# Isomorphism between Spin(3,2) and Sp(4, R)

I've been using the fact that Spin(3,2) is isomorphic to Sp(4, R) for a while, but I've never seen a proof. Can anyone point me in the direction of a good reference?

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Here is a coordinate-free version. Let $(V, \psi)$ be a 4-dimensional symplectic space over a field, and let $\omega \in (\wedge^2 V)^{\ast} = \wedge^2(V^{\ast})$ be the nonzero 2-form arising from $\psi$. Then on the 6-dimensional vector space $W = \wedge^2(V)$ the kernel of $\omega$ is a hyperplane $H$ of dimension 5, and on $W$ there is a natural non-degenerate quadratic form $q$ valued in the line $\wedge^4(V)$ via $q(w) = (1/2)(w \wedge w)$ for $w \in W$ (e.g., if $w = e_1 \wedge e_2 + e_3 \wedge e_4$ for a basis $\{e_i\}$ of $W$ then $q(w) = e_1 \wedge e_2 \wedge e_3 \wedge e_4$); the definition of $q$ uses base change from the $\mathbf{Z}_{(2)}$-flat case for $(V,\psi)$ if $2$ isn't a unit.

By computing in linear coordinates of $V$ that "standardize" $\psi$ we see that $q$ is a split quadratic form on $W$, and the action of ${\rm{SL}}(V)$ on $W$ clearly preserves $q$ while the action of its subgroup ${\rm{Sp}}(V,\psi)$ preserves $H$. Hence, the action on $H$ defines a map $${\rm{Sp}}(V,\psi) \rightarrow {\rm{O}}(q|_H),$$ so this lands inside ${\rm{SO}}(q|_H)$ and as such defines a homomorphism $${\rm{Sp}}_4 = {\rm{Sp}}(V,\psi) \rightarrow {\rm{SO}}(q|_H) = {\rm{SO}}_5.$$

This map kills the center $\mu_2$ inside ${\rm{Sp}}_4$, and thereby identifies ${\rm{Sp}}_4$ as the degree-2 "simply connected" central cover of ${\rm{SO}}_5$ (in the sense of algebraic groups). Hence, this uniquely lifts to an isomorphism of ${\rm{Sp}}_4$ onto ${\rm{Spin}}_5$.

A nice feature of this conceptual construction is that it kills two birds with one stone: if we don't restrict to $H$ and instead work with the entire 6-dimensional $W$ then a similar construction defines the isomorphism of ${\rm{SL}}_4 = {\rm{SL}}(V)$ onto ${\rm{Spin}}_6$.

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To avoid confusion, I think you should perhaps write $\operatorname{SO}_{3,2}$ and $\operatorname{Spin}_{3,2}$ for $\operatorname{SO}_5$ and $\operatorname{Spin}_5$, respectively, and similarly, $\operatorname{Spin}_{3,3}$ for $\operatorname{Spin}_6$ in the last line. –  José Figueroa-O'Farrill Jul 15 '13 at 10:20
@Jose: I am using standard notation among algebraists who study algebraic groups over an arbitrary field $k$, where non-degenerate quadratic forms are not classified by a "signature", but typically a lot more data. One writes ${\rm{SO}}(q)$ and ${\rm{Spin}}(q)$ for the connected semisimple $k$-groups associated to a non-degenerate quadratic space $(V,q)$, and when $q$ is split with $V$ of rank $n$ then they are denoted ${\rm{SO}}_n$ and ${\rm{Spin}}_n$. For $k=\mathbf{R}$, one writes ${\rm{SO}}(r,s)$ to denote ${\rm{SO}}(q)(k)$ for $q$ of signature $(r,s)$. So I prefer to leave it as is. –  user36938 Jul 15 '13 at 12:36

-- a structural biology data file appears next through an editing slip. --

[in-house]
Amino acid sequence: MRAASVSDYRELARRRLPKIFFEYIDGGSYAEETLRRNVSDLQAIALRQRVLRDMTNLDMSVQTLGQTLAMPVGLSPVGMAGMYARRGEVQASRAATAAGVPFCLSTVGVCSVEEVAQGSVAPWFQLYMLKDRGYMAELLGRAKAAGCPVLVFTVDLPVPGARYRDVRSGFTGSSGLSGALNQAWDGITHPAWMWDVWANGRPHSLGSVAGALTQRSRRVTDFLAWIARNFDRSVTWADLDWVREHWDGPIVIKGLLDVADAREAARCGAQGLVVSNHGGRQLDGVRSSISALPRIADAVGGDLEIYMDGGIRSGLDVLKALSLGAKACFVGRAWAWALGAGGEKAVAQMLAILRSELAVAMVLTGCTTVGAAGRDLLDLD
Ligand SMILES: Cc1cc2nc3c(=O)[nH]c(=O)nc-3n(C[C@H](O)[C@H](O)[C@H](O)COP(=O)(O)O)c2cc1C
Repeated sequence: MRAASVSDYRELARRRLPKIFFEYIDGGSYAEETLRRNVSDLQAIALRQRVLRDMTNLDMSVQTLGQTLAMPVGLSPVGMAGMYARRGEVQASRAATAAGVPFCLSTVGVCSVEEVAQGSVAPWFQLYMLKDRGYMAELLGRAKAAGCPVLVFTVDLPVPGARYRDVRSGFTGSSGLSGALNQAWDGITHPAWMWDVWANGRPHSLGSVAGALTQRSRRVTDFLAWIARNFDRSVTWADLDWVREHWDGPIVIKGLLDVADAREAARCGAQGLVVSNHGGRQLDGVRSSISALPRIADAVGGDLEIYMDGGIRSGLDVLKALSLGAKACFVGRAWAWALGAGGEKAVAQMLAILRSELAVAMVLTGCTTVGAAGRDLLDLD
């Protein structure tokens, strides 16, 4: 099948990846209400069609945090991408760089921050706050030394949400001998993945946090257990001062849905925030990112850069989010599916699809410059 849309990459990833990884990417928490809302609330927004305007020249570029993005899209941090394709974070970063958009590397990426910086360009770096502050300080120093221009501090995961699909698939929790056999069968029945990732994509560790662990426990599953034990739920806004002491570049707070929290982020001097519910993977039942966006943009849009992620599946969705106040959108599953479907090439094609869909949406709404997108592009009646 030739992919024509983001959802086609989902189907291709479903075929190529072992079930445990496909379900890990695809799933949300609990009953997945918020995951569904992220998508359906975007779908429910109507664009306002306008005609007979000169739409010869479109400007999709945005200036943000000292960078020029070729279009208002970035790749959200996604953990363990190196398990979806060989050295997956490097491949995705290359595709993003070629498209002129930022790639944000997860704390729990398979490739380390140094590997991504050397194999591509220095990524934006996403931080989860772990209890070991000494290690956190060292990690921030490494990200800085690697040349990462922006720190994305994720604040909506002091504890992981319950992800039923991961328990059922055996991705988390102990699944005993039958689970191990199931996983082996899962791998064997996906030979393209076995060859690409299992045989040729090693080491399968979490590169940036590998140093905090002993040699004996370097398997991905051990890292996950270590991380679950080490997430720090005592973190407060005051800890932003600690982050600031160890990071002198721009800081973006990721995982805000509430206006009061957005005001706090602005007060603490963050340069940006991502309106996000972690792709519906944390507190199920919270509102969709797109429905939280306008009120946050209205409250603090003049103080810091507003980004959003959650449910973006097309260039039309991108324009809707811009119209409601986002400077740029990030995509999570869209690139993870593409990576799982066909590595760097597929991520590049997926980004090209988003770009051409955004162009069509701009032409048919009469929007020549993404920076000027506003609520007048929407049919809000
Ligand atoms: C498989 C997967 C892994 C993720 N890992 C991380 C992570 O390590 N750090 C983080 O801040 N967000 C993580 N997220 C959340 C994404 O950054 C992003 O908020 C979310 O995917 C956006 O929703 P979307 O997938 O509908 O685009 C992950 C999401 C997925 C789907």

I do agree it's good to learn how to avoid "choice-of-coordinates" silliness. But/and some of the intrinsification is better understood after one has done things an ad-hoc way. (I think we all know this, although it is not high-rep to admit it.) Then there is the field-specific issue of "classification" of (non-degenerate) quadratic forms over a particular field, which is surely not solvable in general... But, over any algebraically closed field of char not 2 (such as complex...) it's just dimension, and a slightly non-trivial result: over $\mathbb R$, it's "signature". Not "just algebra". –  paul garrett Jul 15 '13 at 23:55
@paul: even in char. 2 everything works perfectly well based on char-free definitions, as it must if there is to be a reasonable theory over $\mathbf{Z}$ for linking it up with Chevalley groups. The "correct" dichotomy for SO and Spin groups is not char. 2 versus char. $\ne 2$ but rather $\dim V$ being even or odd (i.e., B versus D). –  user36938 Jul 16 '13 at 1:19
Perhaps quadratic forms experts are less uneasy about Arf invariants than I am... :) –  paul garrett Jul 16 '13 at 16:38

By coincidence, I put up a protraced working-out of several of these examples today, at http://www.math.umn.edu/~garrett/m/v/sporadic_isogenies.pdf

Edit: Over algebraically closed fields (especially in char not $2$, which I want to not think about), these sporadic isogenies are easy to write down. In principle, but I think not in practice for most of us, to see what happens over not algebraically closed fields is a question of "Galois cohomology", as in Weil's "Algebras and classical groups" paper. For me, it's much easier to use a few coordinates. E.g., although $SU(4)\rightarrow SO(6)$ and $SU(2,2)\rightarrow SO(4,2)$, apparently $SU(3,1)$ does not map to $SO(p,q)$ with $p+q=6$. Meanwhile, $SL_2(\mathbb H)\rightarrow SO(5,1)$. Seems weird to me.

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Perfect. Thanks! –  MRD1729 Jul 14 '13 at 20:42
For completeness: Paul lets $Sp_4(R)$ act on the 16-dimensional matrix algebra $M_4(R)$ by conjugation. The usual bilinear form $tr(xy)$ is invariant. The Lie algebra $RI_4+sp_4(R)$ is an invariant subspace on which this form is nondegenerate ($sp_4(R)$ being the 10-dimensional Lie algebra), so its orthogonal is also nondegenerate, it is thus (16-(10+1))-dimensional, i.e. 5-dimensional. Explicit coordinates show the signature is (3,2). This defines a 2-to-1 map from $Sp_4(R)$ onto $SO(3,2)$. –  YCor Jul 14 '13 at 21:57
@YvesCornulier, thx for filling in! :) –  paul garrett Jul 15 '13 at 23:51
Great, that seems to be very practical! –  The User Jul 16 '13 at 10:57
@paulgarrett: $SU(3,1)$ that you ask about maps to $SO^*(6)$ (a.k.a. $SO(3,\mathbb H)$), according to Helgason (§X.6.4) or Besse (Einstein Manifolds, p. 201). You may need to add a third section "Over $\mathbb H$"! –  Francois Ziegler Jul 23 '13 at 4:30